My Shapeways store is called fourthd and that’s meant to indicate that while the item is printed in 3 Dimensions, the fourth D is Time, or in this case – Play Time. YOU provide the 4th Dimension.
I was originally intending to provide a Print-On-Demand service for any of my designs, since the design work was done, I simply had to take orders, pump out some stuff on my 3D printers, and assemble them and ship them. Ah, there was the rub. Assembly is hard. And time-consuming. And it hurts. Physically. If you saw how many times I cut myself on the sharp plastic, and the sharp tools required… you’d wonder why I even bother.
So right now, my ETSY store is only selling things I pre-printed in a big batch last year. And when that backlog of stock runs out, I will either shut down my ETSY store or print another batch. But I am not open to doing on-demand orders like I originally started out doing. It’s too much for me to take.
“But do you still make things?”
Absolutely. I do. And I do it a lot.
Because it’s fun.
And when it stop being fun, I stop doing it.
“So, Do You Do Custom Orders?” – (again)
I sometimes do Custom Orders. But only when I want to.
So if you ask me if I will do a custom order for you, please don’t take it personally when I say “I usually don’t. I work almost exclusively through Costwold, so keep your eye out for their announcements.” That’s my polite way of saying “Right now – RIGHT NOW – I don’t want the extra work. Tomorrow I may feel different. (But please don’t ask the same question tomorrow – that’s bound to get a no on principle.”
And if I say “Sure. What do you want?” it means I’m in the mood to do a custom order.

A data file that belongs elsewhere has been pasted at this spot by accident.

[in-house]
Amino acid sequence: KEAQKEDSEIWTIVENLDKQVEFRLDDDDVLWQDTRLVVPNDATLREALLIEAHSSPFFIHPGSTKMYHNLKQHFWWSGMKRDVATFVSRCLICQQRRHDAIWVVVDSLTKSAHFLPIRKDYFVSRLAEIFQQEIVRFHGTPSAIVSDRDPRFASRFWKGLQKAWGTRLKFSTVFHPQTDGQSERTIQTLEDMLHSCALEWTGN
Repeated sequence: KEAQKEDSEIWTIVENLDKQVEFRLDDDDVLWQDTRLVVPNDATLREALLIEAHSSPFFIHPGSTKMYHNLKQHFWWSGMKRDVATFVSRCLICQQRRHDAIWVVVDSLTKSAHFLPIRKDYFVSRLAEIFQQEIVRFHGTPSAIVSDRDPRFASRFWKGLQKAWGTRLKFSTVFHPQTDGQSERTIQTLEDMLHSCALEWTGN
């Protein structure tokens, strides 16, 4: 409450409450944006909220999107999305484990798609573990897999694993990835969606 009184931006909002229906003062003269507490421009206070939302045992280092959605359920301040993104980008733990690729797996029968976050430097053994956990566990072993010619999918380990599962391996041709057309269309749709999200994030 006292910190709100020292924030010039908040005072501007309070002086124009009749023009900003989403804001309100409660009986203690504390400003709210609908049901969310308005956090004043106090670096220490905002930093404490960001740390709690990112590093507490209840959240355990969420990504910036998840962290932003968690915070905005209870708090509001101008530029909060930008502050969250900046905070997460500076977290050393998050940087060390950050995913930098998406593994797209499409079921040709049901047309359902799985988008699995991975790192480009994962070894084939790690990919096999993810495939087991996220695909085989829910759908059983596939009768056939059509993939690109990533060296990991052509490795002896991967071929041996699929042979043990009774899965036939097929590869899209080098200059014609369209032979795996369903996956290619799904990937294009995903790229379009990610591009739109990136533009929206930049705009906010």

Please don’t take either response personally, because it’s never about you. It’s about me. Every time.
Do I want to? Am I up do it? Am I currently overwhelmed with the work I am already doing? Is it still fun? Am I in the middle of a few good books? Are my printers acting up and causing me problems? Do I want to take the time to figure out why and fix the issues? Do I want to sit in my cramped hot print room (in summer) hurting myself and making myself bleed? Do I want to take this Saturday and go to the Mystic Aquarium and Museum with my family? (Which is what I did yesterday instead of working on an order.) Do I want to sit and veg on the couch flipping through shows I don’t even care about for a few days? Am I just really really tired???
Sometimes I do want to do custom orders.
Sometimes it’s mercenary. Sometimes I think “Man, I’d love get that new New Wave’s Arcade 1:6 Replica.“ and if someone would pay me some cash, I could just do it without having to use my own money. And those things aren’t cheap.
So sometimes it’s about that. On rare occasions.
But it’s never about you. It’s not that I don’t like you, or I do like you, and if I like you I’ll make you some stuff. It’s about me. And how I feel in the moment.
I still like you. Don’t worry about that.
My interest in this hobby is to make things for the people who will truly appreciate them the way I do. Cool fun new GI Joe toys. Fun accessories for the Dinky Eagle they’ve had since they were kids but they don’t have the cool Freighter Pod as it appeared in Space: 1999, or the Lab Pod they never made, or the Jet Booster they never made for it. So I made it, and I made it available to people… when I feel like printing and assembling them.
I do it because I love toys. And I love that you love toys. And I want you to have the toys you love.
But I’m only one person, and I have only so much time. And the money is not why I do it.
So all this is the most long-winded way to answer the simple question:
Q: Do You Do Custom Orders?
But don’t resent me when I don’t.